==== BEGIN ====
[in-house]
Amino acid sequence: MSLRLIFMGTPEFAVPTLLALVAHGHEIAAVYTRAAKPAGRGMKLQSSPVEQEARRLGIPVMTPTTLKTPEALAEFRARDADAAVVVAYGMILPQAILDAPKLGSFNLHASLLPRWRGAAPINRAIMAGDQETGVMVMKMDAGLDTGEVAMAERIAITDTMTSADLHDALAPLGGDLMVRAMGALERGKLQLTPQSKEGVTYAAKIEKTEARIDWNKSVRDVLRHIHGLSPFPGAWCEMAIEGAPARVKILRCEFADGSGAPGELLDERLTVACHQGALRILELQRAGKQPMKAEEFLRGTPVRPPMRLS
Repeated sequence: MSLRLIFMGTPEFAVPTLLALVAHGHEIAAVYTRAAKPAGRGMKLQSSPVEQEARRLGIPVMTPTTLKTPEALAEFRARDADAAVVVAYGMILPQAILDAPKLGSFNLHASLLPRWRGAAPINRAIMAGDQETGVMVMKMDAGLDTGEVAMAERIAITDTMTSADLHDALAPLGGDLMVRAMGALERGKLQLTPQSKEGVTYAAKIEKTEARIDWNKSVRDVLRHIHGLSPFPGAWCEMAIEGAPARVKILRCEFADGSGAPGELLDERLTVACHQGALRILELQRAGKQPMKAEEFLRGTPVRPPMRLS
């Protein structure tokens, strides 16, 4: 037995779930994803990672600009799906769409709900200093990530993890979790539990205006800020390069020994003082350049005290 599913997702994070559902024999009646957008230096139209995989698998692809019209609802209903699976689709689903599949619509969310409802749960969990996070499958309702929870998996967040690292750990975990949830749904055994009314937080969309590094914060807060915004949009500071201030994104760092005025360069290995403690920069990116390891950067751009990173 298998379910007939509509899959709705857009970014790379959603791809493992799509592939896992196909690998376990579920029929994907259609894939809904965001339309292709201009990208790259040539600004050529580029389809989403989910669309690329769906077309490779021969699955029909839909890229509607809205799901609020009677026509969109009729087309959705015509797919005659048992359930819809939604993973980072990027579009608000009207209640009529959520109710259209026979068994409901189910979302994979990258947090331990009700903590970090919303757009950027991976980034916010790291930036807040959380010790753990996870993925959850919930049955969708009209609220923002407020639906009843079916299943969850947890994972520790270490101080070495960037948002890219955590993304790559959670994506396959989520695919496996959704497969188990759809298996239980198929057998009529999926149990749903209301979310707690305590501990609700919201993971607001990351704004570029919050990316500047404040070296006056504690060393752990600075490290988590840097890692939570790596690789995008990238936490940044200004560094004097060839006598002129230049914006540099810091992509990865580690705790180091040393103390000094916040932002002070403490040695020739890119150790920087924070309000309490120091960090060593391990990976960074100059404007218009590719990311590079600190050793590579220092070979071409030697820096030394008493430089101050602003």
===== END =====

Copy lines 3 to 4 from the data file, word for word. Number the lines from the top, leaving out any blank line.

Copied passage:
Repeated sequence: MSLRLIFMGTPEFAVPTLLALVAHGHEIAAVYTRAAKPAGRGMKLQSSPVEQEARRLGIPVMTPTTLKTPEALAEFRARDADAAVVVAYGMILPQAILDAPKLGSFNLHASLLPRWRGAAPINRAIMAGDQETGVMVMKMDAGLDTGEVAMAERIAITDTMTSADLHDALAPLGGDLMVRAMGALERGKLQLTPQSKEGVTYAAKIEKTEARIDWNKSVRDVLRHIHGLSPFPGAWCEMAIEGAPARVKILRCEFADGSGAPGELLDERLTVACHQGALRILELQRAGKQPMKAEEFLRGTPVRPPMRLS
């Protein structure tokens, strides 16, 4: 037995779930994803990672600009799906769409709900200093990530993890979790539990205006800020390069020994003082350049005290 599913997702994070559902024999009646957008230096139209995989698998692809019209609802209903699976689709689903599949619509969310409802749960969990996070499958309702929870998996967040690292750990975990949830749904055994009314937080969309590094914060807060915004949009500071201030994104760092005025360069290995403690920069990116390891950067751009990173 298998379910007939509509899959709705857009970014790379959603791809493992799509592939896992196909690998376990579920029929994907259609894939809904965001339309292709201009990208790259040539600004050529580029389809989403989910669309690329769906077309490779021969699955029909839909890229509607809205799901609020009677026509969109009729087309959705015509797919005659048992359930819809939604993973980072990027579009608000009207209640009529959520109710259209026979068994409901189910979302994979990258947090331990009700903590970090919303757009950027991976980034916010790291930036807040959380010790753990996870993925959850919930049955969708009209609220923002407020639906009843079916299943969850947890994972520790270490101080070495960037948002890219955590993304790559959670994506396959989520695919496996959704497969188990759809298996239980198929057998009529999926149990749903209301979310707690305590501990609700919201993971607001990351704004570029919050990316500047404040070296006056504690060393752990600075490290988590840097890692939570790596690789995008990238936490940044200004560094004097060839006598002129230049914006540099810091992509990865580690705790180091040393103390000094916040932002002070403490040695020739890119150790920087924070309000309490120091960090060593391990990976960074100059404007218009590719990311590079600190050793590579220092070979071409030697820096030394008493430089101050602003």